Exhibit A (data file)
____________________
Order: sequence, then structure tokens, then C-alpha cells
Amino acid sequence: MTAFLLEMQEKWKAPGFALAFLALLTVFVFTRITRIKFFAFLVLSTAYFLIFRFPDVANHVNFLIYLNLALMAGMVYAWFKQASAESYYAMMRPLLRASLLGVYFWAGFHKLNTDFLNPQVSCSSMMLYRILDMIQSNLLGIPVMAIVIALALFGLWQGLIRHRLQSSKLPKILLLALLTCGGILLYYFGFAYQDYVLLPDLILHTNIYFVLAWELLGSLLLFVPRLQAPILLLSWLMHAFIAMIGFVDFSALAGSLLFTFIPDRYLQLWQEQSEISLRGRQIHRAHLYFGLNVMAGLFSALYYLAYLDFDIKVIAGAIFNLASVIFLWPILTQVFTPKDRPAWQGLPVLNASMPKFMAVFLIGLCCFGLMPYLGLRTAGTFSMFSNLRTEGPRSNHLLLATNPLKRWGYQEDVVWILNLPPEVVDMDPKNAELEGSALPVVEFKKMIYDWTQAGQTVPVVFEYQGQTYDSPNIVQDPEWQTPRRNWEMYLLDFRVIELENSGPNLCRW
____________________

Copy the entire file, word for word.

Order: sequence, then structure tokens, then C-alpha cells
Amino acid sequence: MTAFLLEMQEKWKAPGFALAFLALLTVFVFTRITRIKFFAFLVLSTAYFLIFRFPDVANHVNFLIYLNLALMAGMVYAWFKQASAESYYAMMRPLLRASLLGVYFWAGFHKLNTDFLNPQVSCSSMMLYRILDMIQSNLLGIPVMAIVIALALFGLWQGLIRHRLQSSKLPKILLLALLTCGGILLYYFGFAYQDYVLLPDLILHTNIYFVLAWELLGSLLLFVPRLQAPILLLSWLMHAFIAMIGFVDFSALAGSLLFTFIPDRYLQLWQEQSEISLRGRQIHRAHLYFGLNVMAGLFSALYYLAYLDFDIKVIAGAIFNLASVIFLWPILTQVFTPKDRPAWQGLPVLNASMPKFMAVFLIGLCCFGLMPYLGLRTAGTFSMFSNLRTEGPRSNHLLLATNPLKRWGYQEDVVWILNLPPEVVDMDPKNAELEGSALPVVEFKKMIYDWTQAGQTVPVVFEYQGQTYDSPNIVQDPEWQTPRRNWEMYLLDFRVIELENSGPNLCRW